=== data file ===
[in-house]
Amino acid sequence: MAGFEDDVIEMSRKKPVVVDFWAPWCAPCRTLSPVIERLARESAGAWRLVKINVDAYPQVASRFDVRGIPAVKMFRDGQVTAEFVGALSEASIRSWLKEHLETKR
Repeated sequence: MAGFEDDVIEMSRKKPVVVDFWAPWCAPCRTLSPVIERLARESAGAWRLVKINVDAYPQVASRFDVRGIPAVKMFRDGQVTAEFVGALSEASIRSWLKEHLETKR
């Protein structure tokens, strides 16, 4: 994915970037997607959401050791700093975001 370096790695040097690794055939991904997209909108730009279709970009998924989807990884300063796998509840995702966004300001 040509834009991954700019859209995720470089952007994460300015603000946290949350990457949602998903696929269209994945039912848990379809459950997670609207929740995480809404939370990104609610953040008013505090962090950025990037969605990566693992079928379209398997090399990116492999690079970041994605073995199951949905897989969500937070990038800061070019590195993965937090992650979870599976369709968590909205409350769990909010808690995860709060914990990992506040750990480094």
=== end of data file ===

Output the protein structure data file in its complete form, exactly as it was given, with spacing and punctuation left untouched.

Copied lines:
[in-house]
Amino acid sequence: MAGFEDDVIEMSRKKPVVVDFWAPWCAPCRTLSPVIERLARESAGAWRLVKINVDAYPQVASRFDVRGIPAVKMFRDGQVTAEFVGALSEASIRSWLKEHLETKR
Repeated sequence: MAGFEDDVIEMSRKKPVVVDFWAPWCAPCRTLSPVIERLARESAGAWRLVKINVDAYPQVASRFDVRGIPAVKMFRDGQVTAEFVGALSEASIRSWLKEHLETKR
């Protein structure tokens, strides 16, 4: 994915970037997607959401050791700093975001 370096790695040097690794055939991904997209909108730009279709970009998924989807990884300063796998509840995702966004300001 040509834009991954700019859209995720470089952007994460300015603000946290949350990457949602998903696929269209994945039912848990379809459950997670609207929740995480809404939370990104609610953040008013505090962090950025990037969605990566693992079928379209398997090399990116492999690079970041994605073995199951949905897989969500937070990038800061070019590195993965937090992650979870599976369709968590909205409350769990909010808690995860709060914990990992506040750990480094």